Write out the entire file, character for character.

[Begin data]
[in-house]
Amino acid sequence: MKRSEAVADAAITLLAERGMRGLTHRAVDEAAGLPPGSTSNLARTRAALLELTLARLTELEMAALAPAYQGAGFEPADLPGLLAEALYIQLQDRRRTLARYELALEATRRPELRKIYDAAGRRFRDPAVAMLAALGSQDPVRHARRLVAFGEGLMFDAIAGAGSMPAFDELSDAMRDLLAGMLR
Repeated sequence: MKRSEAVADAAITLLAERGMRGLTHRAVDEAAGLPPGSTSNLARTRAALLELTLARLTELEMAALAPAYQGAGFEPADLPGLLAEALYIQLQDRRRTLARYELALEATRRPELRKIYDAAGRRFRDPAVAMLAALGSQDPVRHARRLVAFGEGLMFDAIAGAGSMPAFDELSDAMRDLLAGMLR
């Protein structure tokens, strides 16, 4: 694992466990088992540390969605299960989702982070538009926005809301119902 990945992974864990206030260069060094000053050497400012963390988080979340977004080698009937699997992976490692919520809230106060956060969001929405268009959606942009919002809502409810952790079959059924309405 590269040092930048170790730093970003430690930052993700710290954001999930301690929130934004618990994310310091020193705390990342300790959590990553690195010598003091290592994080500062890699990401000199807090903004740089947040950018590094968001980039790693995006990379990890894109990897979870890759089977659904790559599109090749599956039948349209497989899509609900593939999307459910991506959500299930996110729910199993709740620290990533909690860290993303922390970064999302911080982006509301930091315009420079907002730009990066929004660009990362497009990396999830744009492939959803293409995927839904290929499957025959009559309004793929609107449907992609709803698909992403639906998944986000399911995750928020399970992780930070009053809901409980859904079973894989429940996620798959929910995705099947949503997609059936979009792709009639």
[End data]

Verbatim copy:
[in-house]
Amino acid sequence: MKRSEAVADAAITLLAERGMRGLTHRAVDEAAGLPPGSTSNLARTRAALLELTLARLTELEMAALAPAYQGAGFEPADLPGLLAEALYIQLQDRRRTLARYELALEATRRPELRKIYDAAGRRFRDPAVAMLAALGSQDPVRHARRLVAFGEGLMFDAIAGAGSMPAFDELSDAMRDLLAGMLR
Repeated sequence: MKRSEAVADAAITLLAERGMRGLTHRAVDEAAGLPPGSTSNLARTRAALLELTLARLTELEMAALAPAYQGAGFEPADLPGLLAEALYIQLQDRRRTLARYELALEATRRPELRKIYDAAGRRFRDPAVAMLAALGSQDPVRHARRLVAFGEGLMFDAIAGAGSMPAFDELSDAMRDLLAGMLR
């Protein structure tokens, strides 16, 4: 694992466990088992540390969605299960989702982070538009926005809301119902 990945992974864990206030260069060094000053050497400012963390988080979340977004080698009937699997992976490692919520809230106060956060969001929405268009959606942009919002809502409810952790079959059924309405 590269040092930048170790730093970003430690930052993700710290954001999930301690929130934004618990994310310091020193705390990342300790959590990553690195010598003091290592994080500062890699990401000199807090903004740089947040950018590094968001980039790693995006990379990890894109990897979870890759089977659904790559599109090749599956039948349209497989899509609900593939999307459910991506959500299930996110729910199993709740620290990533909690860290993303922390970064999302911080982006509301930091315009420079907002730009990066929004660009990362497009990396999830744009492939959803293409995927839904290929499957025959009559309004793929609107449907992609709803698909992403639906998944986000399911995750928020399970992780930070009053809901409980859904079973894989429940996620798959929910995705099947949503997609059936979009792709009639």